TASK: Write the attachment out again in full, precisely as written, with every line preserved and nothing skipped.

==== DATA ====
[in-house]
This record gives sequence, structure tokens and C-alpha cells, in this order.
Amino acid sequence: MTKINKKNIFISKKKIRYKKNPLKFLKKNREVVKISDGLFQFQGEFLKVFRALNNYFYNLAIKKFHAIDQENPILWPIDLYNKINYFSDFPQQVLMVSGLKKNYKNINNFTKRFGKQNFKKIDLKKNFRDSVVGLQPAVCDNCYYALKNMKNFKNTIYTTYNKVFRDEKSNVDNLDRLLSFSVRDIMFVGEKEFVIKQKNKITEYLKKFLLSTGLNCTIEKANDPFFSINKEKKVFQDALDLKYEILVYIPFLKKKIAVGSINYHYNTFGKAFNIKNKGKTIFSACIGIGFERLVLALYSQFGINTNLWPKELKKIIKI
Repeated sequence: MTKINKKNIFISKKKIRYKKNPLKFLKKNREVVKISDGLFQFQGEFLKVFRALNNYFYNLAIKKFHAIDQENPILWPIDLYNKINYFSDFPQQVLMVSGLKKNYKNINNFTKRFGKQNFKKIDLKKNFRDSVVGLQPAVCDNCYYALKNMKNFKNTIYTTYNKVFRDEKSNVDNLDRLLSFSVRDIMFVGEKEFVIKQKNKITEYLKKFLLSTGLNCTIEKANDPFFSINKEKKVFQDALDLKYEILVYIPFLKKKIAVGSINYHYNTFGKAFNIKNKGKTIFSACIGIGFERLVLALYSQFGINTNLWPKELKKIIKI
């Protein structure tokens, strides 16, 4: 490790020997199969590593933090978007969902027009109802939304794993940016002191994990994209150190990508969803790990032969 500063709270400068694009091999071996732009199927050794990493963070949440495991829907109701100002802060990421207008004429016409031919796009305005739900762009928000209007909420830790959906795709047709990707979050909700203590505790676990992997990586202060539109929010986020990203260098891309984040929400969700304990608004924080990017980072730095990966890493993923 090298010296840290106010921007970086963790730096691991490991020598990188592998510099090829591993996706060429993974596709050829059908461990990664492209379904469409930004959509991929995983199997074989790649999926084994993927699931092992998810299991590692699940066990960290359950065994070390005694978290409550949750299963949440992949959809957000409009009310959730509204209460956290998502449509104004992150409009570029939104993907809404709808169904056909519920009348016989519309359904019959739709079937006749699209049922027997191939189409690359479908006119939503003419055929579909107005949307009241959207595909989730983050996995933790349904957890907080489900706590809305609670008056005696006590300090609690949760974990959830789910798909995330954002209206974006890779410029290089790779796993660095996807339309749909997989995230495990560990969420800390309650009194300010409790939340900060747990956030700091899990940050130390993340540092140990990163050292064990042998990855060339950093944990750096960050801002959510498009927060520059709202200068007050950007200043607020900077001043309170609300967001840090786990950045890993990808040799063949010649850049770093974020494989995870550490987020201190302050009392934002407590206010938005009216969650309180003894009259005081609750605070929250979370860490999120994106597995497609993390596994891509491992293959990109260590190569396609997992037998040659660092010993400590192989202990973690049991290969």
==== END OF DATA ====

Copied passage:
[in-house]
This record gives sequence, structure tokens and C-alpha cells, in this order.
Amino acid sequence: MTKINKKNIFISKKKIRYKKNPLKFLKKNREVVKISDGLFQFQGEFLKVFRALNNYFYNLAIKKFHAIDQENPILWPIDLYNKINYFSDFPQQVLMVSGLKKNYKNINNFTKRFGKQNFKKIDLKKNFRDSVVGLQPAVCDNCYYALKNMKNFKNTIYTTYNKVFRDEKSNVDNLDRLLSFSVRDIMFVGEKEFVIKQKNKITEYLKKFLLSTGLNCTIEKANDPFFSINKEKKVFQDALDLKYEILVYIPFLKKKIAVGSINYHYNTFGKAFNIKNKGKTIFSACIGIGFERLVLALYSQFGINTNLWPKELKKIIKI
Repeated sequence: MTKINKKNIFISKKKIRYKKNPLKFLKKNREVVKISDGLFQFQGEFLKVFRALNNYFYNLAIKKFHAIDQENPILWPIDLYNKINYFSDFPQQVLMVSGLKKNYKNINNFTKRFGKQNFKKIDLKKNFRDSVVGLQPAVCDNCYYALKNMKNFKNTIYTTYNKVFRDEKSNVDNLDRLLSFSVRDIMFVGEKEFVIKQKNKITEYLKKFLLSTGLNCTIEKANDPFFSINKEKKVFQDALDLKYEILVYIPFLKKKIAVGSINYHYNTFGKAFNIKNKGKTIFSACIGIGFERLVLALYSQFGINTNLWPKELKKIIKI
């Protein structure tokens, strides 16, 4: 490790020997199969590593933090978007969902027009109802939304794993940016002191994990994209150190990508969803790990032969 500063709270400068694009091999071996732009199927050794990493963070949440495991829907109701100002802060990421207008004429016409031919796009305005739900762009928000209007909420830790959906795709047709990707979050909700203590505790676990992997990586202060539109929010986020990203260098891309984040929400969700304990608004924080990017980072730095990966890493993923 090298010296840290106010921007970086963790730096691991490991020598990188592998510099090829591993996706060429993974596709050829059908461990990664492209379904469409930004959509991929995983199997074989790649999926084994993927699931092992998810299991590692699940066990960290359950065994070390005694978290409550949750299963949440992949959809957000409009009310959730509204209460956290998502449509104004992150409009570029939104993907809404709808169904056909519920009348016989519309359904019959739709079937006749699209049922027997191939189409690359479908006119939503003419055929579909107005949307009241959207595909989730983050996995933790349904957890907080489900706590809305609670008056005696006590300090609690949760974990959830789910798909995330954002209206974006890779410029290089790779796993660095996807339309749909997989995230495990560990969420800390309650009194300010409790939340900060747990956030700091899990940050130390993340540092140990990163050292064990042998990855060339950093944990750096960050801002959510498009927060520059709202200068007050950007200043607020900077001043309170609300967001840090786990950045890993990808040799063949010649850049770093974020494989995870550490987020201190302050009392934002407590206010938005009216969650309180003894009259005081609750605070929250979370860490999120994106597995497609993390596994891509491992293959990109260590190569396609997992037998040659660092010993400590192989202990973690049991290969």